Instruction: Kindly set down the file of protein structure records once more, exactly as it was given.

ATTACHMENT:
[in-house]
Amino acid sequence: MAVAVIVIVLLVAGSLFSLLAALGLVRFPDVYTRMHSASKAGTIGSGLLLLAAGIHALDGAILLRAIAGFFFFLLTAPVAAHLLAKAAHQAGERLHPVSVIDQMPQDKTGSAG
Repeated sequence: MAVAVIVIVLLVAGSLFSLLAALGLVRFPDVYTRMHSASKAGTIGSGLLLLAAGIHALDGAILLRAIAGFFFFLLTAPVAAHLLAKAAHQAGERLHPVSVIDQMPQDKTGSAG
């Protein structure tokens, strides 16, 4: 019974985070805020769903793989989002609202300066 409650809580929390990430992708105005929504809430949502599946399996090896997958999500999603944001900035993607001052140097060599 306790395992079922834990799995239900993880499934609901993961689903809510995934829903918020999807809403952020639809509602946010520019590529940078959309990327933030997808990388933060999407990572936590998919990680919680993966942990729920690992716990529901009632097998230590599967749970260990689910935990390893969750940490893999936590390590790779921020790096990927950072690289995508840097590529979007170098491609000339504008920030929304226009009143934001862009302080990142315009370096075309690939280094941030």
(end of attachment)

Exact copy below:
[in-house]
Amino acid sequence: MAVAVIVIVLLVAGSLFSLLAALGLVRFPDVYTRMHSASKAGTIGSGLLLLAAGIHALDGAILLRAIAGFFFFLLTAPVAAHLLAKAAHQAGERLHPVSVIDQMPQDKTGSAG
Repeated sequence: MAVAVIVIVLLVAGSLFSLLAALGLVRFPDVYTRMHSASKAGTIGSGLLLLAAGIHALDGAILLRAIAGFFFFLLTAPVAAHLLAKAAHQAGERLHPVSVIDQMPQDKTGSAG
């Protein structure tokens, strides 16, 4: 019974985070805020769903793989989002609202300066 409650809580929390990430992708105005929504809430949502599946399996090896997958999500999603944001900035993607001052140097060599 306790395992079922834990799995239900993880499934609901993961689903809510995934829903918020999807809403952020639809509602946010520019590529940078959309990327933030997808990388933060999407990572936590998919990680919680993966942990729920690992716990529901009632097998230590599967749970260990689910935990390893969750940490893999936590390590790779921020790096990927950072690289995508840097590529979007170098491609000339504008920030929304226009009143934001862009302080990142315009370096075309690939280094941030």